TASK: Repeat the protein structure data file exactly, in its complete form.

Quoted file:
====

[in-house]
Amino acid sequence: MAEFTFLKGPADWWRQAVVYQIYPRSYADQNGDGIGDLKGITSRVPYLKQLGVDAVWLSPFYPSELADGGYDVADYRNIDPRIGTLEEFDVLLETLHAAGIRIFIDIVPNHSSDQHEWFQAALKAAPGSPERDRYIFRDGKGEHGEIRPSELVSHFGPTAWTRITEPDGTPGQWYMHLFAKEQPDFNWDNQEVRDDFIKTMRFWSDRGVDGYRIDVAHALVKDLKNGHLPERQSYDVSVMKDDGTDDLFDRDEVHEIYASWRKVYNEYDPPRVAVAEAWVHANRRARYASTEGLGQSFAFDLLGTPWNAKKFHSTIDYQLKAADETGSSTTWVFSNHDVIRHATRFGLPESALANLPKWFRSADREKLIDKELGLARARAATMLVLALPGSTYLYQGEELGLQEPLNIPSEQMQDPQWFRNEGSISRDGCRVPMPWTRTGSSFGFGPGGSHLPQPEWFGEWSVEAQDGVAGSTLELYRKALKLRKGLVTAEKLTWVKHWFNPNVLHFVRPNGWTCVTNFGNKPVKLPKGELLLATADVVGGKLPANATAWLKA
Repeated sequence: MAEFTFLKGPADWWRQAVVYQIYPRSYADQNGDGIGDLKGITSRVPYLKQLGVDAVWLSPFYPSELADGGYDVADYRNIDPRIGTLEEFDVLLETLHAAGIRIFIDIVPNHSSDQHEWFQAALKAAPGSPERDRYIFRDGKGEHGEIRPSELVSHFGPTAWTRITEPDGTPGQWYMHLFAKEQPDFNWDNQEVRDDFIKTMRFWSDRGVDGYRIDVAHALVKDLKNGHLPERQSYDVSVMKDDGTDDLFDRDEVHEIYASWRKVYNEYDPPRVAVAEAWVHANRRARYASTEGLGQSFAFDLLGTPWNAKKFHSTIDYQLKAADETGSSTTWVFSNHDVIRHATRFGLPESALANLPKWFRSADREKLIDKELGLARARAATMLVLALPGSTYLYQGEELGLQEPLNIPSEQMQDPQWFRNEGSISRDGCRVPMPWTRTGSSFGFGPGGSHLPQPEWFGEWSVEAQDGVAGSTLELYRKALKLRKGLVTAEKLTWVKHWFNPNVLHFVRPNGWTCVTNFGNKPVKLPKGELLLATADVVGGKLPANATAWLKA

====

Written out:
[in-house]
Amino acid sequence: MAEFTFLKGPADWWRQAVVYQIYPRSYADQNGDGIGDLKGITSRVPYLKQLGVDAVWLSPFYPSELADGGYDVADYRNIDPRIGTLEEFDVLLETLHAAGIRIFIDIVPNHSSDQHEWFQAALKAAPGSPERDRYIFRDGKGEHGEIRPSELVSHFGPTAWTRITEPDGTPGQWYMHLFAKEQPDFNWDNQEVRDDFIKTMRFWSDRGVDGYRIDVAHALVKDLKNGHLPERQSYDVSVMKDDGTDDLFDRDEVHEIYASWRKVYNEYDPPRVAVAEAWVHANRRARYASTEGLGQSFAFDLLGTPWNAKKFHSTIDYQLKAADETGSSTTWVFSNHDVIRHATRFGLPESALANLPKWFRSADREKLIDKELGLARARAATMLVLALPGSTYLYQGEELGLQEPLNIPSEQMQDPQWFRNEGSISRDGCRVPMPWTRTGSSFGFGPGGSHLPQPEWFGEWSVEAQDGVAGSTLELYRKALKLRKGLVTAEKLTWVKHWFNPNVLHFVRPNGWTCVTNFGNKPVKLPKGELLLATADVVGGKLPANATAWLKA
Repeated sequence: MAEFTFLKGPADWWRQAVVYQIYPRSYADQNGDGIGDLKGITSRVPYLKQLGVDAVWLSPFYPSELADGGYDVADYRNIDPRIGTLEEFDVLLETLHAAGIRIFIDIVPNHSSDQHEWFQAALKAAPGSPERDRYIFRDGKGEHGEIRPSELVSHFGPTAWTRITEPDGTPGQWYMHLFAKEQPDFNWDNQEVRDDFIKTMRFWSDRGVDGYRIDVAHALVKDLKNGHLPERQSYDVSVMKDDGTDDLFDRDEVHEIYASWRKVYNEYDPPRVAVAEAWVHANRRARYASTEGLGQSFAFDLLGTPWNAKKFHSTIDYQLKAADETGSSTTWVFSNHDVIRHATRFGLPESALANLPKWFRSADREKLIDKELGLARARAATMLVLALPGSTYLYQGEELGLQEPLNIPSEQMQDPQWFRNEGSISRDGCRVPMPWTRTGSSFGFGPGGSHLPQPEWFGEWSVEAQDGVAGSTLELYRKALKLRKGLVTAEKLTWVKHWFNPNVLHFVRPNGWTCVTNFGNKPVKLPKGELLLATADVVGGKLPANATAWLKA